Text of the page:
Life’s Little Embers

I once heard a quote, “a person does not truly die until the last person who knew them, to speak their name, also dies.”  I find much beauty and poignancy in such an observation. It is one that gives context and comfort during those periods when context and comfort are not in abundance. It is within this context that I write a small piece on 3rd May, each year, for my parents. During the final years of their lives, I took regular photographs of my parents so I could share them with their grandchildren, great-grandchild and wider family. Stored securely on a memory stick on this day I take that memory stick out, select a photograph and write a little something. Initially on closed social media platforms like FaceBook and more lately on open media like this from last year. This photograph was taken a couple of weeks before Mum’s health deteriorated rapidly over a very short period of time.

They had a routine, which generally consisted of them living separate lives during the day with occasional chats as one of them would make a pot of tea or meal. Dad, in the front room with his latest model building project. Mum, in the back room, reading and watching the latest soap. Pet dog seeking attention from either one of them. Each evening they would share their meal, cuddle up, natter and watch TV.

In my final year with them, I got the opportunity to hug them, share stories, tell them how much I loved them, explain to them how proud I am to be their son. As a family, to express in their later years that it was an honour to care for them. This became the foundation for coming to terms with not having them physically in our lives. It’s the small stories that become important. My dad asking for, “gingersnap biscuits to be put in his pocket when we put him in his box.” My mum reminding us, “make sure your dad gets his meals” during last days she was able to communicate. The search for my mum false teeth after she passed away and then to find her gnashers many months afterwards in the back of my car without any rational reason why they should have been there. I’m also happy to report that nothing gives me more satisfaction than hearing their grandchildren and great-grandchildren share these small anecdotes.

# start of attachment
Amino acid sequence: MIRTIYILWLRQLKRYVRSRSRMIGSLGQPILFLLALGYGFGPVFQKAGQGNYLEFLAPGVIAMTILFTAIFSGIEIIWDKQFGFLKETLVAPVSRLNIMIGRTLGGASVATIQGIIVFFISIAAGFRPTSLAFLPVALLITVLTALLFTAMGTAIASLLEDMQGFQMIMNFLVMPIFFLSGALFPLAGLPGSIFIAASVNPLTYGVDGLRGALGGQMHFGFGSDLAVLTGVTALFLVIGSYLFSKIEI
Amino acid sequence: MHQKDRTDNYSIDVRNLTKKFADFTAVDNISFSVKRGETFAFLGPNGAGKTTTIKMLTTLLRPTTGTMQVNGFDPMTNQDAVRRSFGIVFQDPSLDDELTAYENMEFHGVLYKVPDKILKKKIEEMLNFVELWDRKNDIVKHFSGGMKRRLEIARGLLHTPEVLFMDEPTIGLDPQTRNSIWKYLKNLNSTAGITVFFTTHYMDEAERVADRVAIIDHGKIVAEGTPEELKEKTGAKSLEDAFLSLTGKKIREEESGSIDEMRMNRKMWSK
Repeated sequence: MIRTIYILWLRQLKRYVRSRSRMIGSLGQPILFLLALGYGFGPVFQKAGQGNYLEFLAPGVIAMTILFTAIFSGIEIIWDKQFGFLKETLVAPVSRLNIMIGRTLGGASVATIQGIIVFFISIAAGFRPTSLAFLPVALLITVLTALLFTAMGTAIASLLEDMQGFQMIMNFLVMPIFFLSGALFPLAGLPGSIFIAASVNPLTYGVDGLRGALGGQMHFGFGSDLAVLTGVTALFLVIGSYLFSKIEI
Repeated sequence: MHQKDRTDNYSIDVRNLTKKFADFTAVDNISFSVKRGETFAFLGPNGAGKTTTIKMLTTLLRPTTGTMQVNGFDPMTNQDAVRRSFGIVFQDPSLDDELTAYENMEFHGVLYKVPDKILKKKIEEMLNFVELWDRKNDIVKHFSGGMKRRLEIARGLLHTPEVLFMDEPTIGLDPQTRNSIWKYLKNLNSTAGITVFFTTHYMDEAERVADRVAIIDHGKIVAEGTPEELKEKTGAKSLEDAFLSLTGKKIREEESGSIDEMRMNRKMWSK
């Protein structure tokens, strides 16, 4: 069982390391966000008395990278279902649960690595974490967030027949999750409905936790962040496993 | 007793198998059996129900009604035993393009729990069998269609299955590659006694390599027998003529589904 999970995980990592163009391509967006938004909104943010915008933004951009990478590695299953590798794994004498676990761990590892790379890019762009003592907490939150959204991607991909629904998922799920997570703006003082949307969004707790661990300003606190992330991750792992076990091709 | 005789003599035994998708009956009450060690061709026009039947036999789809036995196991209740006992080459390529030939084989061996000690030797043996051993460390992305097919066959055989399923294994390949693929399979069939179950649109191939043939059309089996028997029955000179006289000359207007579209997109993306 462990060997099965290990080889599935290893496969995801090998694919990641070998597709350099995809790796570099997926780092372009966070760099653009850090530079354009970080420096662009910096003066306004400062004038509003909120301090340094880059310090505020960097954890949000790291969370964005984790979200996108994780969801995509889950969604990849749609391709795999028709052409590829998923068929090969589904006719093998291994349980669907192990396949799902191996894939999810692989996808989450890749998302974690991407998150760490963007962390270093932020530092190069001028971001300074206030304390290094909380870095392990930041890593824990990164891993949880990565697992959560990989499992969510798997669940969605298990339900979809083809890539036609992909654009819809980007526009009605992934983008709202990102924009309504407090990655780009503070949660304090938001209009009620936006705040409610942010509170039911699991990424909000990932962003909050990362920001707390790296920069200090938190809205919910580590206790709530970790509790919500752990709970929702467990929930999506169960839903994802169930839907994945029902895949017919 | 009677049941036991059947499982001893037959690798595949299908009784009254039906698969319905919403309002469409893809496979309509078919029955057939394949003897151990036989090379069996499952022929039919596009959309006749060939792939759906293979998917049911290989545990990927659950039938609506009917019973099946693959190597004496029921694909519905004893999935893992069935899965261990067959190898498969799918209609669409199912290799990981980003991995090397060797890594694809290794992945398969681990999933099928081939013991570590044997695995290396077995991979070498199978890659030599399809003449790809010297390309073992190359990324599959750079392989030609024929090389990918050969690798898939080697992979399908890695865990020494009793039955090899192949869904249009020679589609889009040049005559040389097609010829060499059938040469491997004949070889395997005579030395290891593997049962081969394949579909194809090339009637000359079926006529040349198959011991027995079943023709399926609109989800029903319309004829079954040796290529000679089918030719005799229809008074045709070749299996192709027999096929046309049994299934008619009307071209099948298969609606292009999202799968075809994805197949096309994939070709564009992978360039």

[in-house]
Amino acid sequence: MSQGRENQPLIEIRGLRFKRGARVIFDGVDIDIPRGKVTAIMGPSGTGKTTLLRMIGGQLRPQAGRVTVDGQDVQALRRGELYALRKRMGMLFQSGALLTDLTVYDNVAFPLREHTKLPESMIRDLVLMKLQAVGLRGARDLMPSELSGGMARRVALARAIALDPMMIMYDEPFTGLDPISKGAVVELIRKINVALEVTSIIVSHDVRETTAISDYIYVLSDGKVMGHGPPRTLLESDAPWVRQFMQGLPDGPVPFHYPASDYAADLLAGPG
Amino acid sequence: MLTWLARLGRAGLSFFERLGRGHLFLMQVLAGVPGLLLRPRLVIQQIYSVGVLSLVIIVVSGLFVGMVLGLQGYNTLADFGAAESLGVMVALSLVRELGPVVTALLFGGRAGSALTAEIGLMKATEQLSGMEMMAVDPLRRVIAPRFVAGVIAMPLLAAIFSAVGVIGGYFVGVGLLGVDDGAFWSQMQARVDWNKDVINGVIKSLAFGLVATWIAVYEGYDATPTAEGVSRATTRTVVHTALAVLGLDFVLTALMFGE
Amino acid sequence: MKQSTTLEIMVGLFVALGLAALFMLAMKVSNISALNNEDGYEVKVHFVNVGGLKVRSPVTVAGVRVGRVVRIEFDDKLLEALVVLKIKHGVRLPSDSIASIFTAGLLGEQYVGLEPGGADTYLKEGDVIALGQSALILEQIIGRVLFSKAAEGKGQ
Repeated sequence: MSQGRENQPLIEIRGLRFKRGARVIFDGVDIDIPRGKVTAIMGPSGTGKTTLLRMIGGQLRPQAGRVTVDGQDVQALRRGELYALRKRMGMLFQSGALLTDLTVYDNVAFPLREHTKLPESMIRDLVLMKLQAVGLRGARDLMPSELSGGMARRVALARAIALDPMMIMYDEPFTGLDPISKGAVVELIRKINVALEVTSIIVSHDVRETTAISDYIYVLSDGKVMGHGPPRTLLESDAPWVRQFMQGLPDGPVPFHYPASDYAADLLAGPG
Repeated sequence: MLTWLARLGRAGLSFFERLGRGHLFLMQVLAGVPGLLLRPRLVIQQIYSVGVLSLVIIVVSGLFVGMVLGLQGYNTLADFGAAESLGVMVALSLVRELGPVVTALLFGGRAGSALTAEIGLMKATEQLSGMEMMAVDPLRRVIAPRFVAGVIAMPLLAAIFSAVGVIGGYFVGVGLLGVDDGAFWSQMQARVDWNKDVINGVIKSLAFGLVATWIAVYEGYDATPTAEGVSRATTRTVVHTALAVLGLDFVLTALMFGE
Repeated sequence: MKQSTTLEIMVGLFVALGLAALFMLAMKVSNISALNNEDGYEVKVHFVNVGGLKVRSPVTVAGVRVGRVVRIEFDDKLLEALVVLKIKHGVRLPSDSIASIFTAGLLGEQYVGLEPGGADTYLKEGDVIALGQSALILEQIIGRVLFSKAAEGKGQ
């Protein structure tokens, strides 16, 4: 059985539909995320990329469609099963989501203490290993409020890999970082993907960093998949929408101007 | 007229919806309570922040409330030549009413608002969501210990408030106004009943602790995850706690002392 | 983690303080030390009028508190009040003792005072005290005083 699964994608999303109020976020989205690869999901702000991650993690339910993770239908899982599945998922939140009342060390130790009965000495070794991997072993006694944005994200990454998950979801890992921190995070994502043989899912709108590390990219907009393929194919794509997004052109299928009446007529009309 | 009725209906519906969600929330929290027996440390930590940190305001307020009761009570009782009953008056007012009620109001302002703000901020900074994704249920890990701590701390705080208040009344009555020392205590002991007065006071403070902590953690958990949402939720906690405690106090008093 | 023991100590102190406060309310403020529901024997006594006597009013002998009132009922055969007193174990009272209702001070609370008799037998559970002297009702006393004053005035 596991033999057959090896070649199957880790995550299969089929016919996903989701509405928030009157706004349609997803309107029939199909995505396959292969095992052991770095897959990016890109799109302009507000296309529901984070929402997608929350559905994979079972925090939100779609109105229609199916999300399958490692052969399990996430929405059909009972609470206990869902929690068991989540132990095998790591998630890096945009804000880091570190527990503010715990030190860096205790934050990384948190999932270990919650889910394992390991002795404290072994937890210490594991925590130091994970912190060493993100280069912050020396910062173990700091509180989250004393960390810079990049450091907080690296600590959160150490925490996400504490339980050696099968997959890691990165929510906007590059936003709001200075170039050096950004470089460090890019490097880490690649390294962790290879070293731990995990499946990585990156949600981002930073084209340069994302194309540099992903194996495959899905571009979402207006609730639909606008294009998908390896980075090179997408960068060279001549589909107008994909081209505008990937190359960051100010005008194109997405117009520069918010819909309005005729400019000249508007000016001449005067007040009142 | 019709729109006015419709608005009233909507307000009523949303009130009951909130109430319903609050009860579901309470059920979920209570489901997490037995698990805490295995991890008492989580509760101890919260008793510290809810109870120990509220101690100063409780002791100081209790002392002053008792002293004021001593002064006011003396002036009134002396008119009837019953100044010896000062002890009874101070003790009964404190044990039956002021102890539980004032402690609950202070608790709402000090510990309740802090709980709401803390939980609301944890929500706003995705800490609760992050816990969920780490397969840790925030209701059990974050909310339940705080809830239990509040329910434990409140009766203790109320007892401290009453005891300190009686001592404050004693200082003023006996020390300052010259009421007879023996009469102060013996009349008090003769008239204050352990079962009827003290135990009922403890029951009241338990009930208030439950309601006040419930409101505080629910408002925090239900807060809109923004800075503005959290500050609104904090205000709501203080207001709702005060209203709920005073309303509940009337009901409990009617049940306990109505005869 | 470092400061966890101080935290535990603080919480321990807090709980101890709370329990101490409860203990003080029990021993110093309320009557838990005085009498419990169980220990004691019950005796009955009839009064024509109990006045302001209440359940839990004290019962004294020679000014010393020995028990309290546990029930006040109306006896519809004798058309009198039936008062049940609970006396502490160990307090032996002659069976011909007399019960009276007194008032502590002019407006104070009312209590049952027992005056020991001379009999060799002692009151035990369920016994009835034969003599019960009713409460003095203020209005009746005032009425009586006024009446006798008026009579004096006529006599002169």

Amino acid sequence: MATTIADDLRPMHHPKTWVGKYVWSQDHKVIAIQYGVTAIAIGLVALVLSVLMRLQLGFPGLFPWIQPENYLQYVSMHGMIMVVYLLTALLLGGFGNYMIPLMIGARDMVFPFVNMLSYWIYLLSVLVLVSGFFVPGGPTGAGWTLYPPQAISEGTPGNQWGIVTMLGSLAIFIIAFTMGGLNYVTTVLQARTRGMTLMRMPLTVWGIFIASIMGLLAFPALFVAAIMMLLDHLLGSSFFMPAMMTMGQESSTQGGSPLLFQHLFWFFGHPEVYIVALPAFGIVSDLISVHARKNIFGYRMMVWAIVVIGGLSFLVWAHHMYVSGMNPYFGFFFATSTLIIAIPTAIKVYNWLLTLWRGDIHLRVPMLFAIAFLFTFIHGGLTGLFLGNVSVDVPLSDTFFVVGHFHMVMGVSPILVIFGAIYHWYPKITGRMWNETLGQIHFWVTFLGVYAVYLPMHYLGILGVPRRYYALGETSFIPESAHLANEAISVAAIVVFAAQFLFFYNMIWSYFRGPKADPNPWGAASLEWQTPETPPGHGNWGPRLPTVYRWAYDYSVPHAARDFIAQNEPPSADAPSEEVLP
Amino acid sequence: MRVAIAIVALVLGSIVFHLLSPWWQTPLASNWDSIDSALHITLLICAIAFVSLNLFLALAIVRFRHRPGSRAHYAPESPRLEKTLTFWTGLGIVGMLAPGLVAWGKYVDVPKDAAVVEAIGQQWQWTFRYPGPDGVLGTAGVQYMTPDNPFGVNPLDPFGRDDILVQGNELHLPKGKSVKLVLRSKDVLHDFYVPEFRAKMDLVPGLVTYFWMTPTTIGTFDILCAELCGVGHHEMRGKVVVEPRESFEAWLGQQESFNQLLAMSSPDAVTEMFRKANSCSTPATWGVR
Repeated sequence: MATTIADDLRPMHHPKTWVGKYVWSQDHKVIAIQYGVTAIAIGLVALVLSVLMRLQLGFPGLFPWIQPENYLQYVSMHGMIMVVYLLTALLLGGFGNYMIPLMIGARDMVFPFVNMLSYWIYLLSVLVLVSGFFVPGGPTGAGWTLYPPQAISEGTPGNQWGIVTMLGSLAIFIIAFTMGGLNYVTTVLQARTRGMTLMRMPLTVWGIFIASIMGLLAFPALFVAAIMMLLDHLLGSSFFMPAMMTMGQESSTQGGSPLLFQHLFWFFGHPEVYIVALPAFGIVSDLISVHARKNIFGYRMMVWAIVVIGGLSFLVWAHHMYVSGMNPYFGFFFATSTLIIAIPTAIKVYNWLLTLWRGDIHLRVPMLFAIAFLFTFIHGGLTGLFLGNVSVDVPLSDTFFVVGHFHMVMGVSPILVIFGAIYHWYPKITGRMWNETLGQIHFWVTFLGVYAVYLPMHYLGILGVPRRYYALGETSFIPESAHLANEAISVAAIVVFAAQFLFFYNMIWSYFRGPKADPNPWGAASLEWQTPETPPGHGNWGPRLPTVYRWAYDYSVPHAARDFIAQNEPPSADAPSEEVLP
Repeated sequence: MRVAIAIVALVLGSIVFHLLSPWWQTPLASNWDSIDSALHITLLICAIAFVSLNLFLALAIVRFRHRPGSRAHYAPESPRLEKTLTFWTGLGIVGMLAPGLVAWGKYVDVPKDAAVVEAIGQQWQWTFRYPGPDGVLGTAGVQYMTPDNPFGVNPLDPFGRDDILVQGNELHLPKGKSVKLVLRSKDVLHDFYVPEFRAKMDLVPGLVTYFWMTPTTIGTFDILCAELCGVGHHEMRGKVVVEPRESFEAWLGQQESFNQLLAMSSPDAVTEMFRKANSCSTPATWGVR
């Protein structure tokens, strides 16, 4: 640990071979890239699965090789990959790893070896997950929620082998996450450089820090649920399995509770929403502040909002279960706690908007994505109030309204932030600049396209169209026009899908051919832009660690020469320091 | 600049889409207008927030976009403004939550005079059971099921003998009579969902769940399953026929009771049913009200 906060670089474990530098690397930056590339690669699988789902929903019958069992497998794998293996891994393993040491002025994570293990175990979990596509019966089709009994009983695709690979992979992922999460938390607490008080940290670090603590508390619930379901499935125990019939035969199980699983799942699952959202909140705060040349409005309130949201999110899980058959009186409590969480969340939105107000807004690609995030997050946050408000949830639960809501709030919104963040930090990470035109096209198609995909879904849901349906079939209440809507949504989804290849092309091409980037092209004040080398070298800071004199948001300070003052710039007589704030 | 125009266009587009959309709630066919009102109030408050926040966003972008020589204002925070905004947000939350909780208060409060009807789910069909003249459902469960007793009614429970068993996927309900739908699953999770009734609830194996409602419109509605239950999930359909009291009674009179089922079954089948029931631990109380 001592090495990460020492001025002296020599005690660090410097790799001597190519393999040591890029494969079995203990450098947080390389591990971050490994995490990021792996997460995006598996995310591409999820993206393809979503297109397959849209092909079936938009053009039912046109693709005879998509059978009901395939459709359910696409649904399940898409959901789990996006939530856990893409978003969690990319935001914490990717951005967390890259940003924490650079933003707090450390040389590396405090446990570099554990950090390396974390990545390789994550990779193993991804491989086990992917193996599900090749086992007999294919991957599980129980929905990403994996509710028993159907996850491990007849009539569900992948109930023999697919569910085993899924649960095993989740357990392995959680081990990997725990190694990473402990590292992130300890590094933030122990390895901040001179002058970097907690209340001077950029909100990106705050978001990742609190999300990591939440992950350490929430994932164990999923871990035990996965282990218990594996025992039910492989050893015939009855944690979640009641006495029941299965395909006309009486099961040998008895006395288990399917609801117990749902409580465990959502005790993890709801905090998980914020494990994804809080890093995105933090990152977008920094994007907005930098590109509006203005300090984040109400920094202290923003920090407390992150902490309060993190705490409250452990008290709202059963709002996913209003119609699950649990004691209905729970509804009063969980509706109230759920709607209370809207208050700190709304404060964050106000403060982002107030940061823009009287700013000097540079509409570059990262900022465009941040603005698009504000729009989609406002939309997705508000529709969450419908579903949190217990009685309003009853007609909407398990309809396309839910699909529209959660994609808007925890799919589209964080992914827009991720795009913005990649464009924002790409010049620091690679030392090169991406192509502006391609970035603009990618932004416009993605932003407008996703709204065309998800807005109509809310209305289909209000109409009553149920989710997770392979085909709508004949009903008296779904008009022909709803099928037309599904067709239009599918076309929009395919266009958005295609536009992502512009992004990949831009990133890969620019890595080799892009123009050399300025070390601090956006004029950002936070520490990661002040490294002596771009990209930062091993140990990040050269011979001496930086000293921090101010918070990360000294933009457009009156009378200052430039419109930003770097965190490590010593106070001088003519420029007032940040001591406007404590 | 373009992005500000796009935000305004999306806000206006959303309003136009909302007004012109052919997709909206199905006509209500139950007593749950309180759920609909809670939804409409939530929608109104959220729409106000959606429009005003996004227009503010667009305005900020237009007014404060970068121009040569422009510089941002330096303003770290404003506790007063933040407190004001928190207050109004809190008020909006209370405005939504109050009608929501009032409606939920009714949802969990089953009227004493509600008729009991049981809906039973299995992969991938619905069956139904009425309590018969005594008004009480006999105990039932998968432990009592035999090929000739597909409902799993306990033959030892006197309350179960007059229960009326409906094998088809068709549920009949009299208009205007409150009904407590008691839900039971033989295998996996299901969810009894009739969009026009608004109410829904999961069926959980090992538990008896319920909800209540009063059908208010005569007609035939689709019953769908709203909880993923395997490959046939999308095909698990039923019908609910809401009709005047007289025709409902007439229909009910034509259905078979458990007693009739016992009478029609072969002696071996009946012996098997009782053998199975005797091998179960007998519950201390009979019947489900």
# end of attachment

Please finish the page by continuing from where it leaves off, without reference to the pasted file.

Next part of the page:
Another Day Another Year

Today (3rd May) is one of those days. A marker in one’s life where I take time to pause and reflect on those people who have given me the foundations to build my life. As I write this, I do so with a gentle glow of pride that Janet (my sister) and I had two amazing parents who both passed away on this day 12 month apart. Today marks the first anniversary of a year without them physically in our lives. The tears have subsided, the photographs make me smile, the space they left remains, but their presence is strangely stronger. I see them in the day to day behaviours of individual family members (yes sister you have mums fire burning inside). I hear them in the causal talk of their grandchildren and great-grandchildren. I often see them in my mind’s eye when I ask myself, “what would they think?” or reflect on a memory.

As my parents entered the last phase of their lives and with their blessing, I took an assortment of photographs. I also had the fortune to talk about my parents on national radio via Lauren Laverne’s BBC 6Music’s regular slot Memory Tapes, which judging from the feedback I received reflected the thoughts of many people who heard it. My mum passed away shortly after I took this photograph, which captures their last kiss.

Today, I write these words and share this image after careful consideration and talking to my sister partly to help break-down any fear we may have in discussing death, to offer support to those who may be facing similar circumstances and reassure you that there is light after the darkness. But more importantly to celebrate the beautiful cycle of life. If you are fortunate to have parents like me and my sister, they teach you how to live, love and ultimately how to die with dignity. When all is said and done can a child ask for anything more from their parents? Love all the people all the time.





A giant man of rusting steel sits gazing out across the sea in permanent thought. Flat cap, large overcoat with his walking stick in one hand just peacefully reflecting on life. Freddie Gilroy was a former miner from County Durham who, as a soldier shortly before his 24th birthday, was one of the first allied troops to enter Bergen-Belsen concentration camp in Germany in April 1945 where they found more than 60,000 prisoners, most of them seriously ill, and thousands of unburied corpses.

For more information on Freddie Gilroy and the Belsen Stragglers click here.

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